Playing for India A also has the added incentive of learning under the direct supervision of the legendary former India captain Rahul Dravid. And Mandeep is no exception. Dravid's inputs regarding his mindset a few days before the final helped Mandeep make some mental adjustments which in the end bore fruit. "Rahul bhaitold me that I think a lot, he asked me to relax during games. He thought I get into a too intense mindset during matches. He told me to focus on my net sessions and particularly on the foot work," he recalled.

"His teaching made me understand that in conditions, like we encountered in Australia, decisive footwork is very important. He told me not to worry about not getting runs in the initial few matches. He made me realise that I think a lot about my technique and there's not much wrong with it. Zyada practice mat kar, relax kar. (Don't practice too much, just relax). And that really helped me, in the last four-five days I didn't practice much, I was keeping it very relaxed and was very happy."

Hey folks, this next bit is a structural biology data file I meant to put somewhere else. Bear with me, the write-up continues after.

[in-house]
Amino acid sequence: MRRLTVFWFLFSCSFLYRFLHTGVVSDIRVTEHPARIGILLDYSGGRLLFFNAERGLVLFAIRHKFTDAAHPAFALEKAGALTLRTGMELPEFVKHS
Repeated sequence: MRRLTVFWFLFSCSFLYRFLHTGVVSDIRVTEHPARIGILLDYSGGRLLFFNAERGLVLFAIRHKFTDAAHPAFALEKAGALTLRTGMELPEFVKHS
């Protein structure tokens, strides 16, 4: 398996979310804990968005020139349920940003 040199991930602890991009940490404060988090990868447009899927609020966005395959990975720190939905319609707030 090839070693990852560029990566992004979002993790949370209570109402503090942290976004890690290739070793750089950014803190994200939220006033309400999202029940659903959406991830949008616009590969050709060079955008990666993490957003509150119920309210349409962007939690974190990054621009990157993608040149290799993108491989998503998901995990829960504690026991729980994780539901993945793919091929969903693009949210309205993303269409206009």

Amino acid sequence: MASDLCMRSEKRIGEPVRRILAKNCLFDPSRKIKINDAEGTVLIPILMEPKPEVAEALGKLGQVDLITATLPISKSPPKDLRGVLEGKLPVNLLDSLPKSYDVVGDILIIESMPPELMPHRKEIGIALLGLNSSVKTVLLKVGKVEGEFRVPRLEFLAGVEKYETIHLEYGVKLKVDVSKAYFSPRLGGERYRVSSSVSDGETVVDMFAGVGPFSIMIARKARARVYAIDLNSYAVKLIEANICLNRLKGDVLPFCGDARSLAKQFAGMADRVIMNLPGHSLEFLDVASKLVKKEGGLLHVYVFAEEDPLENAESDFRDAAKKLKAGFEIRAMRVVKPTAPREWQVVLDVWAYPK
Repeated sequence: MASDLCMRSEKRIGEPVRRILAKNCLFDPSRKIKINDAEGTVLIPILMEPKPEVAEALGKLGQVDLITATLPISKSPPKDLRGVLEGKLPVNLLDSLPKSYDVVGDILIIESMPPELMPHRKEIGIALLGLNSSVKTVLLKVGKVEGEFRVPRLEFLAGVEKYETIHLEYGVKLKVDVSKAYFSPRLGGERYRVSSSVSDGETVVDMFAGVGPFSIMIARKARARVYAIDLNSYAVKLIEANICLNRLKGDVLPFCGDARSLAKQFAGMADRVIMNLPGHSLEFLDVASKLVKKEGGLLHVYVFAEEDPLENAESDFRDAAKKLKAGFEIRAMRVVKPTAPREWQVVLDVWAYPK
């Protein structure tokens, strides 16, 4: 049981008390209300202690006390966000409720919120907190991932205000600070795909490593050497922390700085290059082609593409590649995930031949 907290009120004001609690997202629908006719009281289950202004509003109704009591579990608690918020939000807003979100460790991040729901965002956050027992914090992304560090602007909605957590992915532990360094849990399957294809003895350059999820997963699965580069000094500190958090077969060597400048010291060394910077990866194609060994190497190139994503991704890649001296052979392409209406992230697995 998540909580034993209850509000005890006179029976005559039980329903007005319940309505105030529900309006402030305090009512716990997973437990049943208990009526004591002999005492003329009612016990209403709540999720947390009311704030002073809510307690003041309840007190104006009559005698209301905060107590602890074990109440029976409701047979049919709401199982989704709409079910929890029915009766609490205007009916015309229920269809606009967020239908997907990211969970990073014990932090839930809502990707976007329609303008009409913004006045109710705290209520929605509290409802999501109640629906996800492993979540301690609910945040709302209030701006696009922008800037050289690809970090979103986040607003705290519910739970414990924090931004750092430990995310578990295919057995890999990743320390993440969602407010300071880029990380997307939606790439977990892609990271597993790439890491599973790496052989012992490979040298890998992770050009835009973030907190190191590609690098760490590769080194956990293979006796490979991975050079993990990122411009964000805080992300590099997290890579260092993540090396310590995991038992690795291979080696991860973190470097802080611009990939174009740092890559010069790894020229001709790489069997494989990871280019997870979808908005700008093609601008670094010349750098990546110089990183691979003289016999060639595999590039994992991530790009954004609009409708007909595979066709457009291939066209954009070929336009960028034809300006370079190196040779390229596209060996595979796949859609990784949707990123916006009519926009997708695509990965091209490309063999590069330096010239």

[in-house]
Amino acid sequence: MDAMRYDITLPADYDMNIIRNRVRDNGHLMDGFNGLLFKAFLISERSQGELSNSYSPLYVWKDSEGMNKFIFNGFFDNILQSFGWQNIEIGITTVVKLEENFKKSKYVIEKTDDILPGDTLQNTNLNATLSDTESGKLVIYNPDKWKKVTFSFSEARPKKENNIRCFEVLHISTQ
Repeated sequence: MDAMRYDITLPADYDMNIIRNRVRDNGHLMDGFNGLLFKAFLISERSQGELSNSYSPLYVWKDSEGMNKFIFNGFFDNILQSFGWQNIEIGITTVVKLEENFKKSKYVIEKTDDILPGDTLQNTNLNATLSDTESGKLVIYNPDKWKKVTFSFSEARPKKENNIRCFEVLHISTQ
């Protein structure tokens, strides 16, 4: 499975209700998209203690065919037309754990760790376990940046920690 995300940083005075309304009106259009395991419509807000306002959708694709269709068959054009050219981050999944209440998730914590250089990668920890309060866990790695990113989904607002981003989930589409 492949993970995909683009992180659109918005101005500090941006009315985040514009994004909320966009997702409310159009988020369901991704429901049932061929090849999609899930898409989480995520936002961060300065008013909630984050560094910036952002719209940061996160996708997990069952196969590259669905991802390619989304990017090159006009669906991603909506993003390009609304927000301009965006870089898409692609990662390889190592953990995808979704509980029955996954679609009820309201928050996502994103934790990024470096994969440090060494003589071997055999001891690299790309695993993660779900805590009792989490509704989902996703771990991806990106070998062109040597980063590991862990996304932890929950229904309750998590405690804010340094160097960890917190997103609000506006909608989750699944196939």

But it wasn't only Dravid who has managed to inspire Mandeep in recent times. As the conversation switched towards the Indian Premier League, where he first came into the limelight in 2012 while playing for Kings XI Punjab, the right-hander is full of praise for his current skipper Virat Kohli, whom he idolises. The fact that he can idolise someone who is just three years older than him says a lot about Kohli's work ethic. "After Sachin Tendulkar, I idolise him," he exclaimed. "Especially the way he commits himself. That's the major thing and then the small small things he takes care of, sleep, diet, training, the way he trains.